Studying Mandelbrot Fractals
Fractals
NOTE: Use of Internet Explorer 5.0 is recommended.
What is a fractal?
Alan Beck in What Is a Fractal? And who is this guy Mandelbrot? writes:
"Basically, a fractal is any pattern that reveals greater complexity as it is enlarged. Thus, fractals graphically portray the notion of 'worlds within worlds' which has obsessed Western culture from its tenthcentury beginnings."

1. Click on the button Col+ or Col to
change the colors of the fractal image.
2. Now that you have the colors set to your liking, it is time to
investigate the fractal itself!
3. Using the mouse, draw a small rectangle on the fractal image. Click on
Go and watch as the smaller section of the image is redrawn to fill
the fractal screen.
4. What do you notice? How do the images compare? Click on the
Out button to revisit the first image and the
In button to return to the enlarged image.
5. Continue going into the fractal image. What do you
observe?
6. It has been stated that fractals have finite areas but
infinite perimeters. Do you agree? Why?/Why not?
7. Notice the values for x, y,
w, and h. How do they change as you
move closer and closer to the fractal image?


applet authored by José Luis Abreu
Why study fractals?
Why Study
Fractals? by Cynthia Lanius provides an excellent tutorial, Making A Fractal: The
Sierpinski Triangle.
Other sites with information about
fractals:
 Chopping Broccoli
 How to make a fractal, examples of students' fractals, What's So Hot About Fractals, notes for teachers, and links to relevant math history resources.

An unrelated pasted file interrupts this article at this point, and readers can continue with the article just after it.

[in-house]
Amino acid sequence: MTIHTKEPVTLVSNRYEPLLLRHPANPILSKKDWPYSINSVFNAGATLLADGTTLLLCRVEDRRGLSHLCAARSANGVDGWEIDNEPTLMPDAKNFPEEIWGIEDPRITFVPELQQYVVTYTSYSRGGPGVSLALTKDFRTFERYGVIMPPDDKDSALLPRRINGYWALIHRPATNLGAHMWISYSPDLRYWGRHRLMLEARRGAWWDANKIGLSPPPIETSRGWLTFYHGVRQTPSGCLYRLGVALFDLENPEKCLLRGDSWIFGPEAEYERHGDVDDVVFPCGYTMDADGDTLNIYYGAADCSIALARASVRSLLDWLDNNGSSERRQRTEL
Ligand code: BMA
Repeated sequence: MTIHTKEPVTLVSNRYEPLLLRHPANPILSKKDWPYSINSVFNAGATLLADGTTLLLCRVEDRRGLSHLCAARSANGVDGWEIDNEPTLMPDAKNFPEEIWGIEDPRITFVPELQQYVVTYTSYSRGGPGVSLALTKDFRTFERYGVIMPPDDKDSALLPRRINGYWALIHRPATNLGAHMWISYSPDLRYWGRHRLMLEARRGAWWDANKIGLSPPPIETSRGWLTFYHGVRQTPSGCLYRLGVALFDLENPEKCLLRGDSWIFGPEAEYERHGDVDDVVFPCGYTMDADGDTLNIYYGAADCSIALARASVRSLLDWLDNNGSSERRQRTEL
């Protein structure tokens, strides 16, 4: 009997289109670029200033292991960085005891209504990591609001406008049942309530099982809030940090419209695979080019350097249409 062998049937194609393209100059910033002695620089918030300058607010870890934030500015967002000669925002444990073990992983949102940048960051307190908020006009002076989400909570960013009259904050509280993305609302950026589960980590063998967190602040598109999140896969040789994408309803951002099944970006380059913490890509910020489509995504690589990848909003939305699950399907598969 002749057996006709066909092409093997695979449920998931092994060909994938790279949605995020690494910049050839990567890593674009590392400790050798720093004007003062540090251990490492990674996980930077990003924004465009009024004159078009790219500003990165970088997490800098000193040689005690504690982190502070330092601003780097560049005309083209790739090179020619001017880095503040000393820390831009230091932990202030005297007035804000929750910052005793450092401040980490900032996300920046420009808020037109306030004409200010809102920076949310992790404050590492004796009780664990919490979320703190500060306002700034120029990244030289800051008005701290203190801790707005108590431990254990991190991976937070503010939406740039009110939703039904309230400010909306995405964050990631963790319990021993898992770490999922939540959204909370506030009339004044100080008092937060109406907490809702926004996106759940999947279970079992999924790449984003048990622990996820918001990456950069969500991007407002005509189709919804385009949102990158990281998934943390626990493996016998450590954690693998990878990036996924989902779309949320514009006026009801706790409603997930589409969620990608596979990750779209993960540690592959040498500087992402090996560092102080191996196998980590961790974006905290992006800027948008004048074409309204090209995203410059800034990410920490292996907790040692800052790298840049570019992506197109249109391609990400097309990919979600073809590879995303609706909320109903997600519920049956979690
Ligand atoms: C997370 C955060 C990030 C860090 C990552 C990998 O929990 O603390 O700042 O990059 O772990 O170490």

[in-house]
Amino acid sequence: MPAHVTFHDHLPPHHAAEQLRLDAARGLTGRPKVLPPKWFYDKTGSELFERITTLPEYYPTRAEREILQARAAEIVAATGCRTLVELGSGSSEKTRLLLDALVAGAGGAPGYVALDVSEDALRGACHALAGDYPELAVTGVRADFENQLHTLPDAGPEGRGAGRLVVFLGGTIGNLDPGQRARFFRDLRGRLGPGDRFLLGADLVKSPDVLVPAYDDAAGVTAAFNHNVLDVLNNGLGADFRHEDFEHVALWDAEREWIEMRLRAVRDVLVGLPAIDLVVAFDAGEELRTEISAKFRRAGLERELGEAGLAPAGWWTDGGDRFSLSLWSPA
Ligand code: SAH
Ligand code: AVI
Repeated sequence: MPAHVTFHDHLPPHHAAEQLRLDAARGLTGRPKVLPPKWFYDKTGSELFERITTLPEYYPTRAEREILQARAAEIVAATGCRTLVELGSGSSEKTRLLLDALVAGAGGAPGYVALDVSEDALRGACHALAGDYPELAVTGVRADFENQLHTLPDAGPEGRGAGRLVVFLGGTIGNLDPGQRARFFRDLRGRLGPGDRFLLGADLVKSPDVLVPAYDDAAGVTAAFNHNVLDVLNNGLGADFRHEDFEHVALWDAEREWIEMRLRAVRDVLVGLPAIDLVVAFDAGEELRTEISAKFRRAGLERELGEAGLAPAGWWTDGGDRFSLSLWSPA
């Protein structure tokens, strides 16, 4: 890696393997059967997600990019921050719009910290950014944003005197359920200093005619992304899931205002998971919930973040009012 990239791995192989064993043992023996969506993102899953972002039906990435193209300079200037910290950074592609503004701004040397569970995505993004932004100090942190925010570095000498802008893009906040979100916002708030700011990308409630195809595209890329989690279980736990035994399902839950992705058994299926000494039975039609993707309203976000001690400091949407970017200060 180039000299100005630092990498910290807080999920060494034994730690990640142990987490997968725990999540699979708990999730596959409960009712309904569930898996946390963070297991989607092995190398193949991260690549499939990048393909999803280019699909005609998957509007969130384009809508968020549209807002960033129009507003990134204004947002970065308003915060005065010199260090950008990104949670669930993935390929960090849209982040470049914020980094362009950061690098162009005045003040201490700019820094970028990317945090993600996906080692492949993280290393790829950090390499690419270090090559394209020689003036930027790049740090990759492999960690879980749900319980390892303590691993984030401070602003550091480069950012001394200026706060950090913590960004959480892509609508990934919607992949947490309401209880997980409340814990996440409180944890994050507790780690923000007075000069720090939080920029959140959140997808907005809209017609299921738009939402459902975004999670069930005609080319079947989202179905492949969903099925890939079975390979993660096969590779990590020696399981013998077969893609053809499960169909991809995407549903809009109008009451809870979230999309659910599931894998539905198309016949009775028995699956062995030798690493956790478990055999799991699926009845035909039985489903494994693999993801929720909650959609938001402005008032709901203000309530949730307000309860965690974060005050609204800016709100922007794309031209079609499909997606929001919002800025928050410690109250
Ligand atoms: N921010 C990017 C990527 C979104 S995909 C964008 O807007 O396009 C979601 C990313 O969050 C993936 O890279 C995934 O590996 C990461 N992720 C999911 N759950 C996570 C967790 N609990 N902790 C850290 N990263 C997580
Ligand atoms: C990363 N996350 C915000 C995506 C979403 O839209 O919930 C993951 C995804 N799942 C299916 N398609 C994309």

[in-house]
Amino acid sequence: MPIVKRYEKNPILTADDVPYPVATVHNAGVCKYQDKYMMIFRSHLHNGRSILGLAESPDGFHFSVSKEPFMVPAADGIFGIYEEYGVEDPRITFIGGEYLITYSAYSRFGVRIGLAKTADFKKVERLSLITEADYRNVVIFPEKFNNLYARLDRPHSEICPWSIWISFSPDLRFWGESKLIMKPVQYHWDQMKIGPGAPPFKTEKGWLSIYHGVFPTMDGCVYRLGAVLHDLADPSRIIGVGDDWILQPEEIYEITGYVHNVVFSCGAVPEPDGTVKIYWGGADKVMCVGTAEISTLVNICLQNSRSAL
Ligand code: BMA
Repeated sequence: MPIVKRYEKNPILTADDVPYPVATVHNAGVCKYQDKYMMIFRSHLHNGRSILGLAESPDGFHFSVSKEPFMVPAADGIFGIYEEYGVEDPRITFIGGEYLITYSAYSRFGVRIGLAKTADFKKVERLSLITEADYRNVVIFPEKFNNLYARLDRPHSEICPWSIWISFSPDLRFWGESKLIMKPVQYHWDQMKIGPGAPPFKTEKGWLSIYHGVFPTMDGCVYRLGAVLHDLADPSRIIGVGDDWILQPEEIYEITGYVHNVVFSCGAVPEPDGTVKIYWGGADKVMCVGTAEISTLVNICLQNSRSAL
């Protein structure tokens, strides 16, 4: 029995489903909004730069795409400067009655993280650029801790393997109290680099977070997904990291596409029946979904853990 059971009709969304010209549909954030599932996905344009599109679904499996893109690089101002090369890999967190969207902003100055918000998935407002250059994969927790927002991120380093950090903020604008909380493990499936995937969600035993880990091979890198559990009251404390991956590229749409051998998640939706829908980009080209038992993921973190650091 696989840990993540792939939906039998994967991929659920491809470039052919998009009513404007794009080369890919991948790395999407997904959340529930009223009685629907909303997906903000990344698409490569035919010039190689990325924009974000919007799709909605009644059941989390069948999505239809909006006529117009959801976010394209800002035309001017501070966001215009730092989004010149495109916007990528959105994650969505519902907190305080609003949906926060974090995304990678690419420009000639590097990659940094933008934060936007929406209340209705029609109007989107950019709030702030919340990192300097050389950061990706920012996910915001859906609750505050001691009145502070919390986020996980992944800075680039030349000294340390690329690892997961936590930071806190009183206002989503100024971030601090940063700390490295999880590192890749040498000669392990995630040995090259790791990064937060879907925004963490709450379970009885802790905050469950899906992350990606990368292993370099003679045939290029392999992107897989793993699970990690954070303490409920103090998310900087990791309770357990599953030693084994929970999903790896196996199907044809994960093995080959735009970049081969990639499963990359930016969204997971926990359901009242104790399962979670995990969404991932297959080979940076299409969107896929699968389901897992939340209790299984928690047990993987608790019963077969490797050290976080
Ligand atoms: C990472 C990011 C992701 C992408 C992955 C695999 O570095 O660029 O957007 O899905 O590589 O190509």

Geometry Junkyard  Fractal Pile
 A collection of usenet clippings, web pointers, lecture notes, research excerpts, papers, abstracts, programs, problems, and other stuff related to discrete and computational geometry  some serious and much also entertaining.
 Math Forum Fractal Links
 A comprehensive listing of fractal sites on the web.
 Mathland  Fractals by Ivars Peterson
 It's possible to convert Pascal's triangle into eyecatching geometric forms. For example, one can replace the odd coefficients with 1 and even coefficients with 0. Continuing the pattern for many rows reveals an everenlarging host of triangles, of varying size, within the initial triangle. In fact, the pattern qualifies as a fractal. The even coefficients occupy triangles much like the holes in a fractal known as the Sierpinski gasket.
 Fractal FAQ
 A FAQ posted monthly to sci.fractals, a Usenet newsgroup about fractals; mathematics, and software, aimed at being a reference about fractals, including answers to commonly asked questions, archive listings of fractal software, images, papers that can be accessed via the Internet, and a bibliography for further readings. The FAQ does not give a textbook approach to learning about fractals, but a summary of information from which you can learn more about and explore fractals.
 Tons of Links to Fractals  Chaffey High School
 An extensive list of sites dealing with fractals ranging from images and animations to programs.
 What is a Fractal?  Sarah Seastone
 A short description (with illustrations of the Mandelbrot Set) of fractals, paraphrased from Chapter 1, "A Mathematical and Historical Tour," of Robert Devaney's, A First Course in Chaotic Dynamic Systems.